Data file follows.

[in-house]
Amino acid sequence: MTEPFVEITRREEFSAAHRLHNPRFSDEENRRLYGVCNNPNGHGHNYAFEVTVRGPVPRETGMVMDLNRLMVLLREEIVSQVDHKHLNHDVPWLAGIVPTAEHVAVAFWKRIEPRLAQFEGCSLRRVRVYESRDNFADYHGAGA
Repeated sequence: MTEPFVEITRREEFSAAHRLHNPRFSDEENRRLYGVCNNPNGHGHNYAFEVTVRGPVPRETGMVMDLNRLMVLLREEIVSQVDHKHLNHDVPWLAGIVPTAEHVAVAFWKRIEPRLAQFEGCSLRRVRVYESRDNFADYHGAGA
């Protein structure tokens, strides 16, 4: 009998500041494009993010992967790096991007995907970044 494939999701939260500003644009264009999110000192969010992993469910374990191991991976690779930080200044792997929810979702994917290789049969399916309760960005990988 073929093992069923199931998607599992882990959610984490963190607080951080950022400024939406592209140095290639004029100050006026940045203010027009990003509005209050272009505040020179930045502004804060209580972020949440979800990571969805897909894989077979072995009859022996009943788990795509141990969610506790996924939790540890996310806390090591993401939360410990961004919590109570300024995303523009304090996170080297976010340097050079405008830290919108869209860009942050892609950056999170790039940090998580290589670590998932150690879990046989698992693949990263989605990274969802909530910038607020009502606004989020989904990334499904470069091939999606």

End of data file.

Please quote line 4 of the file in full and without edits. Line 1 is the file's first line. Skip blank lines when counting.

């Protein structure tokens, strides 16, 4: 009998500041494009993010992967790096991007995907970044 494939999701939260500003644009264009999110000192969010992993469910374990191991991976690779930080200044792997929810979702994917290789049969399916309760960005990988 073929093992069923199931998607599992882990959610984490963190607080951080950022400024939406592209140095290639004029100050006026940045203010027009990003509005209050272009505040020179930045502004804060209580972020949440979800990571969805897909894989077979072995009859022996009943788990795509141990969610506790996924939790540890996310806390090591993401939360410990961004919590109570300024995303523009304090996170080297976010340097050079405008830290919108869209860009942050892609950056999170790039940090998580290589670590998932150690879990046989698992693949990263989605990274969802909530910038607020009502606004989020989904990334499904470069091939999606």